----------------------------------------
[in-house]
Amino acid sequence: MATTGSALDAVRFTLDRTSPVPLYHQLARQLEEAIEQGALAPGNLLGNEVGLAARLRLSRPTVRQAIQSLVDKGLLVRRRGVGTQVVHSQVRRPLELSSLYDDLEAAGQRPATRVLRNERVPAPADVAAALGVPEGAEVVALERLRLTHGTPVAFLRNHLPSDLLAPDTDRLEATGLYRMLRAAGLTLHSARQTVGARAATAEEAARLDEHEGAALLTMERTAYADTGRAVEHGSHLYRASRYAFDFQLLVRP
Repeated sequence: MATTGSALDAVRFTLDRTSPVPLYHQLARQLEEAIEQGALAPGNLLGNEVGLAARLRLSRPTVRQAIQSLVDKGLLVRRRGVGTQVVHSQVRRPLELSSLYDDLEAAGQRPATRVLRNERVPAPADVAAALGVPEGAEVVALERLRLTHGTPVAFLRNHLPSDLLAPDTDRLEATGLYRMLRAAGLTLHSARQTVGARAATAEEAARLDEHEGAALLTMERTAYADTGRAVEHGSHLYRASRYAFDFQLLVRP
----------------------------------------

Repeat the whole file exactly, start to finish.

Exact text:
[in-house]
Amino acid sequence: MATTGSALDAVRFTLDRTSPVPLYHQLARQLEEAIEQGALAPGNLLGNEVGLAARLRLSRPTVRQAIQSLVDKGLLVRRRGVGTQVVHSQVRRPLELSSLYDDLEAAGQRPATRVLRNERVPAPADVAAALGVPEGAEVVALERLRLTHGTPVAFLRNHLPSDLLAPDTDRLEATGLYRMLRAAGLTLHSARQTVGARAATAEEAARLDEHEGAALLTMERTAYADTGRAVEHGSHLYRASRYAFDFQLLVRP
Repeated sequence: MATTGSALDAVRFTLDRTSPVPLYHQLARQLEEAIEQGALAPGNLLGNEVGLAARLRLSRPTVRQAIQSLVDKGLLVRRRGVGTQVVHSQVRRPLELSSLYDDLEAAGQRPATRVLRNERVPAPADVAAALGVPEGAEVVALERLRLTHGTPVAFLRNHLPSDLLAPDTDRLEATGLYRMLRAAGLTLHSARQTVGARAATAEEAARLDEHEGAALLTMERTAYADTGRAVEHGSHLYRASRYAFDFQLLVRP